Macau’s Chief Executive, Ho Iat Seng (pictured), affirmed at a Wednesday lunchtime press conference that the government was not ordering the closure of the city’s casinos, despite a variety of “entertainment venues” being shuttered from after the stroke of midnight on Thursday (August 5) under an executive order.
The city has from Wednesday morning also instituted mass testing of the local population, after a local family of four was confirmed as having caught the highly-infectious Delta variant of Covid-19.
“The government now does not have plans to close casinos, because the problem did not happen there,” said Mr Ho, in response to questions from local media.
The Chief Executive added: “This is a scenario different from the last closure when two casino employees were confirmed with infection, hence the government decided to suspend at that time [February last year] the casinos for 15 days.”
Macau’s top official said additionally that if the MOP130-billion (US$16.2-billion) forecast for 2021 casino gross gaming revenue (GGR) is not achieved because of the “unpredictability of the Covid-19 situation,” the government will revise its budget for the current fiscal year.
Mr Ho also apologised during the briefing for a technical glitch that briefly saw the public’s access blocked to Macau’s online health code system. Generating a colour code under the system via a mobile digital device, is necessary for entry to most public places, and access to public services, including a Covid-19 test appointment.
The city’s leader said it was hoped the local Covid-19 situation could be controlled within 14 days, so that “normal life” could resume. He added it was hoped then Macau would see as much “economic vitality” as had been observed in May and June, when tourism had started to recover.
Mr Ho further noted the government did not rule out further mass tests among the local population, depending on the results of the current mass tests.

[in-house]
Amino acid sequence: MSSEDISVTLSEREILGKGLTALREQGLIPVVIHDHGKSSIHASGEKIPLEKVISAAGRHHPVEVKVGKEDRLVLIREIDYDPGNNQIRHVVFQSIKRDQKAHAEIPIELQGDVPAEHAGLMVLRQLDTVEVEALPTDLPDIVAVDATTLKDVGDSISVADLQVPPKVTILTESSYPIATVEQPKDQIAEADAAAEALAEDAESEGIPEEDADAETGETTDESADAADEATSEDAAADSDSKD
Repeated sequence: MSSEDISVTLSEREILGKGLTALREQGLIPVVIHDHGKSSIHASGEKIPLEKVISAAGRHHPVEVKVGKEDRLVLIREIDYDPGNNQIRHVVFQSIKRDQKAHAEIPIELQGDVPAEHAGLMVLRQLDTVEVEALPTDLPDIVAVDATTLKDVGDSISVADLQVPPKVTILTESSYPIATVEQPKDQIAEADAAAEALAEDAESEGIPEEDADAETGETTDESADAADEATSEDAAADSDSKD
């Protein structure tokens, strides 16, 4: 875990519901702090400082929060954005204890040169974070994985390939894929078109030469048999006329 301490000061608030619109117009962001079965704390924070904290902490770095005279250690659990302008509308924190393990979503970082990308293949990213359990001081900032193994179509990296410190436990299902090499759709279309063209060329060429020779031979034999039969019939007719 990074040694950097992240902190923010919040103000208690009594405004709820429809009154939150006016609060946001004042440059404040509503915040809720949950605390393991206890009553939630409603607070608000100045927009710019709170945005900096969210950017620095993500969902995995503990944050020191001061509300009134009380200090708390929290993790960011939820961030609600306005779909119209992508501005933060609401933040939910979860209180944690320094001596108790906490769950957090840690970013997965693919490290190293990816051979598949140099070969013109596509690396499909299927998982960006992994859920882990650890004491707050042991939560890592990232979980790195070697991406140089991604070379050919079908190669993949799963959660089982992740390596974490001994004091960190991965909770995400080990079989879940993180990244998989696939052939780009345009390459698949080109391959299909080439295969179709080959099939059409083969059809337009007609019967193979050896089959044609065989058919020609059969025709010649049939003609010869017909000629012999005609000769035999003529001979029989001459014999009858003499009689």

The Chief Executive also mentioned the authorities were working to track and confirm the origin of the Covid-19 infection concerning the local family, and to see if it stemmed from an “imported” case concerning a flight connected to the Nanjing airport cluster on the Chinese mainland.
The government had earlier on Wednesday said that under powers relating to the Law on Prevention and Control of Infectious Diseases, Macau would shutter: cinemas, theatres, indoor playgrounds, game-console and electronic-game rooms, Internet cafes, and billiard rooms.
Also closed from after midnight will be: bowling alleys, steam baths, massage parlours, beauty salons, fitness salons, health clubs, karaoke venues, bars, night clubs, discotheques, and dance halls.
Sep 27, 2023Citigroup has raised its forecast for Macau’s fourth-quarter casino gross gaming revenue (GGR) to MOP52.5 billion (US$6.52 billion), from a previous MOP51.0-billion estimate, despite investors’...
”The gambling landscape will continue to evolve, and we must stay vigilant and responsive to emerging trends and technological advancements”
Teo Chun Ching
Chief executive of Singapore’s Gambling Regulatory Authority